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Modern MBA Market Disrupted By Global Mobility And Technology

The business education market is being disrupted by new technology, as globally mobile students become savvier about their MBA study locations.

Tue Oct 7 2014

BusinessBecause
The business education market faces disruption from new technology and globalization as the rise of emerging economies has created a legion of globally mobile students who are savvier about their study choices.

As students have become more geographically mobile, and business schools have become more international, the modern MBA market is one of global and career diversity.

Driving the globalization of these schools are applicants from emerging economies who aspire to join the business elite. While local business schools have grown in stature, many young professionals still prefer an education in Europe and the US.

In Asia and Africa in particular, there has been a surge of investment from western business schools looking to tap into this demand. In fast-growth nations such as Kenya and China, there has been a scramble to set-up MBA and executive education centres.

This radical shift in business education is largely the result of the willingness of students to study abroad. Foreign students make up the majority share of most full-time MBA programs – up to 56% of the applicant pool – according to the latest GMAC data. In master of finance courses, foreign students account for 81% of the applicant pool.

Citizens of most Asian regions make up the majority of foreign candidates applying to MBA programs in the US and Canada, according GMAC research, while European programs receive their largest share from East and Southeast Asia.

For these traditional MBA markets, the surge in overseas demand could be seen as a saving grace. Technology has threatened their business models as the rise of distance learning and Moocs – massive online open courses – edges closer to a viable alternative to bricks and mortar education.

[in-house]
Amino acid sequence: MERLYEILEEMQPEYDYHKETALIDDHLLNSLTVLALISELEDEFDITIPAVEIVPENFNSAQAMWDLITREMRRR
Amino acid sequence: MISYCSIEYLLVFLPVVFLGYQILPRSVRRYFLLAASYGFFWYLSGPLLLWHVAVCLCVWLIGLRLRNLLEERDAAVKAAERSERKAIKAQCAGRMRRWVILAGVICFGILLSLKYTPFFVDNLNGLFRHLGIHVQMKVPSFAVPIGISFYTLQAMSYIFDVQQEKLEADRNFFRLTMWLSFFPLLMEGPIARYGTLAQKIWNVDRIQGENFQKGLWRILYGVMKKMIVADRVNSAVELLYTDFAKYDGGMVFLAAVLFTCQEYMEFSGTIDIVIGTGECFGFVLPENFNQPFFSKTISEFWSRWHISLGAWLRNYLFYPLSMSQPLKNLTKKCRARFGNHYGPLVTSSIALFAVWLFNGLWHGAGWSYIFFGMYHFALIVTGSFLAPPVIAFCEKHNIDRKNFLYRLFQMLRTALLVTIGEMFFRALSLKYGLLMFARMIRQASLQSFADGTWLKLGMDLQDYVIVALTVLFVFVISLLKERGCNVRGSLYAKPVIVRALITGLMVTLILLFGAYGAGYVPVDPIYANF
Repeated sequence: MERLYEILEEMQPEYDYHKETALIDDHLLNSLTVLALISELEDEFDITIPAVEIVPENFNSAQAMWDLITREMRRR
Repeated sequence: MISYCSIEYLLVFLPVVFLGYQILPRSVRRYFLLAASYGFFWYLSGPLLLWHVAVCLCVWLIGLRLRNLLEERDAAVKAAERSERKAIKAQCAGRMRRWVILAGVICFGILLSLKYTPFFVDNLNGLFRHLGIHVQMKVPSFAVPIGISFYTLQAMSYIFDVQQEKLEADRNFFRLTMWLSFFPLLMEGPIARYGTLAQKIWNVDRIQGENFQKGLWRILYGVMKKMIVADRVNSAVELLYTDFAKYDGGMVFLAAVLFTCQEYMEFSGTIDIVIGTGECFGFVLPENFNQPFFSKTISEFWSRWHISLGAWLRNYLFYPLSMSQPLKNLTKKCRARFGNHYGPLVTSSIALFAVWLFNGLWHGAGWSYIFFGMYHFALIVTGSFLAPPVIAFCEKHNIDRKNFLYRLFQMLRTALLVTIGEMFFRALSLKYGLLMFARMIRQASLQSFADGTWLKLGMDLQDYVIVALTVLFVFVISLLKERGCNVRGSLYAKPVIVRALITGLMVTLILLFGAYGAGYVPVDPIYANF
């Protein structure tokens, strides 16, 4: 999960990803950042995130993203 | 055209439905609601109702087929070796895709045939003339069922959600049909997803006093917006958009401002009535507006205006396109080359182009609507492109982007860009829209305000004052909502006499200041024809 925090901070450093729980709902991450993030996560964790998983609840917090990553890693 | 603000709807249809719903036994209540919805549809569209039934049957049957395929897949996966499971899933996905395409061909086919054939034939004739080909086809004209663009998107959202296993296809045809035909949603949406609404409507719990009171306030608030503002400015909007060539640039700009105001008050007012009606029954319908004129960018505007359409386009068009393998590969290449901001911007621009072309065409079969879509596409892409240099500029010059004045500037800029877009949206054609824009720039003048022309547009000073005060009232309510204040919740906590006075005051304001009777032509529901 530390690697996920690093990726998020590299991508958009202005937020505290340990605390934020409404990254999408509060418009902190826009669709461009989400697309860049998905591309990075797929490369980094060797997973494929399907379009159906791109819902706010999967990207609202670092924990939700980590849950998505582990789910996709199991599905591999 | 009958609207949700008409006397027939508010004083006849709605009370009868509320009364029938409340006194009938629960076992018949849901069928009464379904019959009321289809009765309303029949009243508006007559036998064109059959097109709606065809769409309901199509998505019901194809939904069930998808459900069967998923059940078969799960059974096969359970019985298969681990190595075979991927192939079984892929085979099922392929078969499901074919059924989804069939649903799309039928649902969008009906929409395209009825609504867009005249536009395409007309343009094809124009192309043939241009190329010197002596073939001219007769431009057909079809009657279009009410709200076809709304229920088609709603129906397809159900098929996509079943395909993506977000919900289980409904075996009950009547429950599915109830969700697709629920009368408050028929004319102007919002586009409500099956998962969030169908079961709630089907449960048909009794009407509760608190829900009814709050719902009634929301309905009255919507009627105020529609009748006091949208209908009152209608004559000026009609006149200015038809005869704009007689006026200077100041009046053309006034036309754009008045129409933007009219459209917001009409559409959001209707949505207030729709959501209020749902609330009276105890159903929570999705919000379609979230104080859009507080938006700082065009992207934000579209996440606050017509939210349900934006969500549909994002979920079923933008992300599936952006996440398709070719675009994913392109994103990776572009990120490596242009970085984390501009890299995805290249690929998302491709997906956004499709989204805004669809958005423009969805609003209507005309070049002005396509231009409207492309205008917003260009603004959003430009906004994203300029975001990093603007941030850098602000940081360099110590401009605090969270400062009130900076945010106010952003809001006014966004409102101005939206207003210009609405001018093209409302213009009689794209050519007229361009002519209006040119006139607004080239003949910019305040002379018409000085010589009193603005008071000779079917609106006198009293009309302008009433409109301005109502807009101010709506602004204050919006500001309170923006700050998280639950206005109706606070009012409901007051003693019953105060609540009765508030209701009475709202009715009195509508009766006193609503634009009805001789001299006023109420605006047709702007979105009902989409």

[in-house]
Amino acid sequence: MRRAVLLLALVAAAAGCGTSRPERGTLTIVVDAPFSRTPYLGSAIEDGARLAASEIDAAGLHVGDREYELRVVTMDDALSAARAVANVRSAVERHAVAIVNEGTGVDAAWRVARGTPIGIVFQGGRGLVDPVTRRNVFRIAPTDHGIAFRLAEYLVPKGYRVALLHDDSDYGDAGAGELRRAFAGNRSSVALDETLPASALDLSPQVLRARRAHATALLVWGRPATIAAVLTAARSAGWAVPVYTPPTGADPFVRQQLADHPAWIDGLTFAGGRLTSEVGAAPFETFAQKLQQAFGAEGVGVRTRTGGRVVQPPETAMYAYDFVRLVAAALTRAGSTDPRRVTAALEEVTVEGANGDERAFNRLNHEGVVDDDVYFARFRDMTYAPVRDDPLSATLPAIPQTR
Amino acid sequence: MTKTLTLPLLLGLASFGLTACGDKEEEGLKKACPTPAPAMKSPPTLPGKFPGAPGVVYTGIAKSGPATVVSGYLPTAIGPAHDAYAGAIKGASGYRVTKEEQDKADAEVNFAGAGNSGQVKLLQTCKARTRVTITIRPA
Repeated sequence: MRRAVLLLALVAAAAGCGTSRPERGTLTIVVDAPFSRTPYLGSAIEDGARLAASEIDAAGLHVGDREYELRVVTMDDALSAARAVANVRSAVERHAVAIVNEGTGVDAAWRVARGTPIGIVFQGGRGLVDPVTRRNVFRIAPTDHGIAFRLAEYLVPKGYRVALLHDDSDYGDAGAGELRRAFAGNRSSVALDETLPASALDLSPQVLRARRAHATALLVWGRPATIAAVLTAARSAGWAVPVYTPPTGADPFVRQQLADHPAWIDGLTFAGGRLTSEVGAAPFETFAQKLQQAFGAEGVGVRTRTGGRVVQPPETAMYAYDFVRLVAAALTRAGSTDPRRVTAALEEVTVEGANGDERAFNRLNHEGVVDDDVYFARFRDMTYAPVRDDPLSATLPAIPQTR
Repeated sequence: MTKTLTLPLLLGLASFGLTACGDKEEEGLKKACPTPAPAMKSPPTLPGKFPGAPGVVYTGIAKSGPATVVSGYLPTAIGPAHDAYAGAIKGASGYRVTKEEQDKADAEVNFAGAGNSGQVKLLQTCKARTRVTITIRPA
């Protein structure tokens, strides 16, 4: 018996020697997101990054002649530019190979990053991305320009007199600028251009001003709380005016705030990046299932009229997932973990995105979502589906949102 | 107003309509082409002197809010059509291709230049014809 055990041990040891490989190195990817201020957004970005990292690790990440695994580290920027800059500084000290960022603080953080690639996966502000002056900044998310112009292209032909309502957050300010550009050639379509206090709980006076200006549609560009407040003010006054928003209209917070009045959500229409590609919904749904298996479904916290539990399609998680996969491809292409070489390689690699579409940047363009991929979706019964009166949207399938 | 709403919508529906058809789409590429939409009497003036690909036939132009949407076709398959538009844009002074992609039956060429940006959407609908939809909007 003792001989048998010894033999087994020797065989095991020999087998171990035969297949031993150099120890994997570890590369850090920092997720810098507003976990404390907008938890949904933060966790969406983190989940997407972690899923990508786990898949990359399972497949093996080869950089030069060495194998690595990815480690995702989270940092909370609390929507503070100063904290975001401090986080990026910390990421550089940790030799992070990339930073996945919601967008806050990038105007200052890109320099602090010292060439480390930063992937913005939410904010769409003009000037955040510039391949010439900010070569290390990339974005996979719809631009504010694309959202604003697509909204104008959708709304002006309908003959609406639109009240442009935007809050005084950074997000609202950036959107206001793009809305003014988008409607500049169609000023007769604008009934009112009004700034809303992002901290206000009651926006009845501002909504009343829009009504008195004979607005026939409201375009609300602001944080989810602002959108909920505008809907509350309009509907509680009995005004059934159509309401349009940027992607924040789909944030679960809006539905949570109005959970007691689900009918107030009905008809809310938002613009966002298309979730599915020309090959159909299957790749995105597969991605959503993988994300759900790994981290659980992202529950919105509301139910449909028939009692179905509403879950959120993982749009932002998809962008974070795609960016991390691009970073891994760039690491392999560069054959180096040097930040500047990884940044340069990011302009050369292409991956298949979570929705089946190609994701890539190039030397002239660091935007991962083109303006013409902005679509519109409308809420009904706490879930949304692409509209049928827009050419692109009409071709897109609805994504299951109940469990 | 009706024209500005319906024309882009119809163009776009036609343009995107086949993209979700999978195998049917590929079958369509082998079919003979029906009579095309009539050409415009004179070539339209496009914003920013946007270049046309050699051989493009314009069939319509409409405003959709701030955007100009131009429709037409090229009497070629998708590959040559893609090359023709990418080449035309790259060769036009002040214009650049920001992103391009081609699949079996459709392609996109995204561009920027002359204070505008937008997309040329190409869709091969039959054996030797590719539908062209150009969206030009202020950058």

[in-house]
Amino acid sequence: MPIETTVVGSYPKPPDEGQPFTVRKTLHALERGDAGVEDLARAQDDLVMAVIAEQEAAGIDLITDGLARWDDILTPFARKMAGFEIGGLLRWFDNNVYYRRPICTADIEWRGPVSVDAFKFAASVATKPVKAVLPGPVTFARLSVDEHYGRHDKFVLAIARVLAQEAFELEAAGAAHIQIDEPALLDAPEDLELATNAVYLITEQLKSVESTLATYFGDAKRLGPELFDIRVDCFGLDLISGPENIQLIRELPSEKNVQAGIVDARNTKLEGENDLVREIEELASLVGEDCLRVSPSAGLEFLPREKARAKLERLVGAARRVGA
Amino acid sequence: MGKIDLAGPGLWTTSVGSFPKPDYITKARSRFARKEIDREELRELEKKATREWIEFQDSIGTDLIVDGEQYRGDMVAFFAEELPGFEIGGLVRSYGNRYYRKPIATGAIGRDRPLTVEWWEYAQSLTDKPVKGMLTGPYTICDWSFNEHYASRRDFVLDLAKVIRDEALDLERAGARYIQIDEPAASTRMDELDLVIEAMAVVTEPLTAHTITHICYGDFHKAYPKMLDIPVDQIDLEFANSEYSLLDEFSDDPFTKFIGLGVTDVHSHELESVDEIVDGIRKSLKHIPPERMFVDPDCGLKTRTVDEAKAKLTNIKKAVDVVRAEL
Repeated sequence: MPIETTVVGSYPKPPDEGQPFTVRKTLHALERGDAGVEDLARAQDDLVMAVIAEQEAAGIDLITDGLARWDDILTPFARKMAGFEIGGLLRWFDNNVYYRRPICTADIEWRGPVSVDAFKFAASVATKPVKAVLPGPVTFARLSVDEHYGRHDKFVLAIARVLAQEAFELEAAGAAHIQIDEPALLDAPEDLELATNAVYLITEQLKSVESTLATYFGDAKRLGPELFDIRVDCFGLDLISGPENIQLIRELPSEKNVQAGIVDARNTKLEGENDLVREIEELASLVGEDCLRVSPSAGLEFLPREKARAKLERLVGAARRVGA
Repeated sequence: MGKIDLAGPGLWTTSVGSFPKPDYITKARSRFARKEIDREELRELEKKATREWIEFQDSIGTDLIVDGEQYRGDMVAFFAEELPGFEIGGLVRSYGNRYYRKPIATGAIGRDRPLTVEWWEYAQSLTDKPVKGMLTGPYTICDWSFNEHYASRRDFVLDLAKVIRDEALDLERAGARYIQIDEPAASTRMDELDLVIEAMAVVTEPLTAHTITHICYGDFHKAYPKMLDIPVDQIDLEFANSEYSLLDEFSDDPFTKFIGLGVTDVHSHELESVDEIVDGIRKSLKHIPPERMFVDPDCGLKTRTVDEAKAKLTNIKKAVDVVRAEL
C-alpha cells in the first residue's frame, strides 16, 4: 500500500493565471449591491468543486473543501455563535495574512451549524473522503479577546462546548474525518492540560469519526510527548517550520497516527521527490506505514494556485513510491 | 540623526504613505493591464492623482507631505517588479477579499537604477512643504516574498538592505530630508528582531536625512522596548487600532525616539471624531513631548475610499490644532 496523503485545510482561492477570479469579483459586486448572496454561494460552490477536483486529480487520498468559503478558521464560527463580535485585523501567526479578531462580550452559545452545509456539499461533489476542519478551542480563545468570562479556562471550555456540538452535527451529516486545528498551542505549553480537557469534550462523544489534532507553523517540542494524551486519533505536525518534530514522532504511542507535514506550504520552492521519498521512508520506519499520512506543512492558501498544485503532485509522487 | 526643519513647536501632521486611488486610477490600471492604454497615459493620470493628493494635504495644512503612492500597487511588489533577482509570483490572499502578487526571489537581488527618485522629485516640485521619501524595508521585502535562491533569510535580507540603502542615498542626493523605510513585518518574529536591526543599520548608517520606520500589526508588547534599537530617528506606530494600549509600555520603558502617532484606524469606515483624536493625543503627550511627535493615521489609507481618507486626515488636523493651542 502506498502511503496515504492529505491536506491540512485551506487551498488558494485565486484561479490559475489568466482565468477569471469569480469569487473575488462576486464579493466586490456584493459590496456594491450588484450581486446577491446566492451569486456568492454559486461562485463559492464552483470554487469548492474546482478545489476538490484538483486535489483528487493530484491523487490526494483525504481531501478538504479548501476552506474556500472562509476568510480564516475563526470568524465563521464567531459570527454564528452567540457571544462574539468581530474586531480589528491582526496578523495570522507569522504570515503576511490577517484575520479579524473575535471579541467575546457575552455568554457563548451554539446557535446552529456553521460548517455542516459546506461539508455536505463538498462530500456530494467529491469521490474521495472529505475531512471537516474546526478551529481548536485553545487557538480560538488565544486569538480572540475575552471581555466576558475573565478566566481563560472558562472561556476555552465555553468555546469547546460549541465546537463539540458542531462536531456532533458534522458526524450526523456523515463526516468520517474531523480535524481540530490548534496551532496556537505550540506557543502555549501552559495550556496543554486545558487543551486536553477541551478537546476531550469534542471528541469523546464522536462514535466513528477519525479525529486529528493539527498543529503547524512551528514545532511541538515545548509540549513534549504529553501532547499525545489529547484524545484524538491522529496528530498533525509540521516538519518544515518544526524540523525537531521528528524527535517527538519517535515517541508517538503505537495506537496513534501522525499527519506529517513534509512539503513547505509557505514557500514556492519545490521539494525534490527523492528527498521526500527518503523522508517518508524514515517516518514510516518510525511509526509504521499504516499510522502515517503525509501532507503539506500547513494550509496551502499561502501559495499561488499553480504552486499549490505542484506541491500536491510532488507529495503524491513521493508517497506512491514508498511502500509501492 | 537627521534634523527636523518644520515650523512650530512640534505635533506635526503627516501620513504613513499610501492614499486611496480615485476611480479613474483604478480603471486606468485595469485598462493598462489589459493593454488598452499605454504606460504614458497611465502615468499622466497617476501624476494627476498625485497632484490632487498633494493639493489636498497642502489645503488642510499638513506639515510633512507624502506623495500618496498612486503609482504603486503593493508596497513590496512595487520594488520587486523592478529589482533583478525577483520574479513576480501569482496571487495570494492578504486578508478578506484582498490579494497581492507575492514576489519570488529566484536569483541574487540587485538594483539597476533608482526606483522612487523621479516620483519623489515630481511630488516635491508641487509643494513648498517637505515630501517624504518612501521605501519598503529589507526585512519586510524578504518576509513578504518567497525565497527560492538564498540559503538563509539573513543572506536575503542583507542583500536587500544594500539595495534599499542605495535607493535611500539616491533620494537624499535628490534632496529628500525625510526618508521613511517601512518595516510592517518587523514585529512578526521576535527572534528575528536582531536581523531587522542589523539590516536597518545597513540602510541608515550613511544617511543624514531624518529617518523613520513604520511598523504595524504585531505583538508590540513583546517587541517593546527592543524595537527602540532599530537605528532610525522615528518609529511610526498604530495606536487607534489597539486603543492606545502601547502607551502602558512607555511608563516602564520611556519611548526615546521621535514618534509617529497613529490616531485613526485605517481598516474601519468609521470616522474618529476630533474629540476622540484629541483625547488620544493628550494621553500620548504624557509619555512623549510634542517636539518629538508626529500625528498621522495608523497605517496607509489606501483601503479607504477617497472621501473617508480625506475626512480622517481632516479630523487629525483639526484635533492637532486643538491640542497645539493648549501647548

For one-year MBA programs which are favoured in Europe in particular, sluggish applicant numbers have dampened growth prospects, contrasting the growth of the US’ two-year courses.

“For schools, the rise over the last three years in two-year applications is welcome,” said Sangeet Chowfla, GMAC CEO.

In July, a report by leading US business school Wharton said that Moocs are a “Trojan Horse” that uses technology that may result in faculty sizes being cut by more than a third, and which has the potential to “destroy” full-time MBA programs. The authors noted that the architecture of business schools may “change fundamentally”, and hinted that Mooc tech poses a threat to business schools.

Western MBA markets are all too aware of this problem and many have made efforts to boost their appeal. Leading schools began by rolling out their own Moocs to funnel potential applicants into their expensive master’s programs, while many more flipped their MBA programs online, enabled by new learning technology.

It is thought that western governments also share concerns about their educational reputations. While the UK tightened visa laws last year, Australia has loosened its immigration policies for international students to attract applicants away from the two titans of business education – America and Britain – while Canada also has favourable immigration policies for MBAs.

“We are fortunate that we are situated in [a] country that welcomes and values international talent... Obviously this is a big factor for many students when deciding to study at RSM,” said Dr Milton Sousa, director of MBA programs at the Netherlands’ Rotterdam School of Management.

Yet in the UK, which is the second most popular destination for MBA applicants, visa curbs have proved damaging. The number of talented new migrants from outside Europe has dropped more than a third since the visa rules came into force, according to data from Oxford University’s Migration Observatory.